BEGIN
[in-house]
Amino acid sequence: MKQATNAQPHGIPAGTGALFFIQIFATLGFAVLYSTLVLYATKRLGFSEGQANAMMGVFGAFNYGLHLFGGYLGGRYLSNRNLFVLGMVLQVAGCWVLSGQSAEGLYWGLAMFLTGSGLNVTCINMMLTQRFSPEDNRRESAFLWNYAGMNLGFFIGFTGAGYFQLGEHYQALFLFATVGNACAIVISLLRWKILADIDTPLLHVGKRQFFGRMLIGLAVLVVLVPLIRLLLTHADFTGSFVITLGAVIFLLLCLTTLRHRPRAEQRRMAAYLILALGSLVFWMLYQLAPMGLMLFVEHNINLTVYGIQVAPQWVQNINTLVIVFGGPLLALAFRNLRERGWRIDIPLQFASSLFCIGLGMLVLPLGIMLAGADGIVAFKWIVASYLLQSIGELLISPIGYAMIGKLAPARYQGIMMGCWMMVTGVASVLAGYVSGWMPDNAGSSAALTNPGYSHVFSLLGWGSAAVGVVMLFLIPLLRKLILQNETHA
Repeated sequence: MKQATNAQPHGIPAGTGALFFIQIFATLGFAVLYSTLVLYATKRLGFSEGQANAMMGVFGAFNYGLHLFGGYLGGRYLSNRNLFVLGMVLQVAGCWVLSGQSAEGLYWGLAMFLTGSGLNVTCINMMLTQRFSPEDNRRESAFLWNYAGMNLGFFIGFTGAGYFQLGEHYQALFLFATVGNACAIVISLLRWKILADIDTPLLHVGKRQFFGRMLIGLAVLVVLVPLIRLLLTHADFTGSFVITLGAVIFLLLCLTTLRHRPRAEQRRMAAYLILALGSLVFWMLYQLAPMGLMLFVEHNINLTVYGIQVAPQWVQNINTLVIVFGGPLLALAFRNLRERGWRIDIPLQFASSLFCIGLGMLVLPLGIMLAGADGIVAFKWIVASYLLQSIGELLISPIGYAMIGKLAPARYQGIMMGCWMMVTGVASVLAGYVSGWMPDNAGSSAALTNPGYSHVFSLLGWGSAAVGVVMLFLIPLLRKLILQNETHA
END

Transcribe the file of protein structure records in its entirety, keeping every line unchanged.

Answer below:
[in-house]
Amino acid sequence: MKQATNAQPHGIPAGTGALFFIQIFATLGFAVLYSTLVLYATKRLGFSEGQANAMMGVFGAFNYGLHLFGGYLGGRYLSNRNLFVLGMVLQVAGCWVLSGQSAEGLYWGLAMFLTGSGLNVTCINMMLTQRFSPEDNRRESAFLWNYAGMNLGFFIGFTGAGYFQLGEHYQALFLFATVGNACAIVISLLRWKILADIDTPLLHVGKRQFFGRMLIGLAVLVVLVPLIRLLLTHADFTGSFVITLGAVIFLLLCLTTLRHRPRAEQRRMAAYLILALGSLVFWMLYQLAPMGLMLFVEHNINLTVYGIQVAPQWVQNINTLVIVFGGPLLALAFRNLRERGWRIDIPLQFASSLFCIGLGMLVLPLGIMLAGADGIVAFKWIVASYLLQSIGELLISPIGYAMIGKLAPARYQGIMMGCWMMVTGVASVLAGYVSGWMPDNAGSSAALTNPGYSHVFSLLGWGSAAVGVVMLFLIPLLRKLILQNETHA
Repeated sequence: MKQATNAQPHGIPAGTGALFFIQIFATLGFAVLYSTLVLYATKRLGFSEGQANAMMGVFGAFNYGLHLFGGYLGGRYLSNRNLFVLGMVLQVAGCWVLSGQSAEGLYWGLAMFLTGSGLNVTCINMMLTQRFSPEDNRRESAFLWNYAGMNLGFFIGFTGAGYFQLGEHYQALFLFATVGNACAIVISLLRWKILADIDTPLLHVGKRQFFGRMLIGLAVLVVLVPLIRLLLTHADFTGSFVITLGAVIFLLLCLTTLRHRPRAEQRRMAAYLILALGSLVFWMLYQLAPMGLMLFVEHNINLTVYGIQVAPQWVQNINTLVIVFGGPLLALAFRNLRERGWRIDIPLQFASSLFCIGLGMLVLPLGIMLAGADGIVAFKWIVASYLLQSIGELLISPIGYAMIGKLAPARYQGIMMGCWMMVTGVASVLAGYVSGWMPDNAGSSAALTNPGYSHVFSLLGWGSAAVGVVMLFLIPLLRKLILQNETHA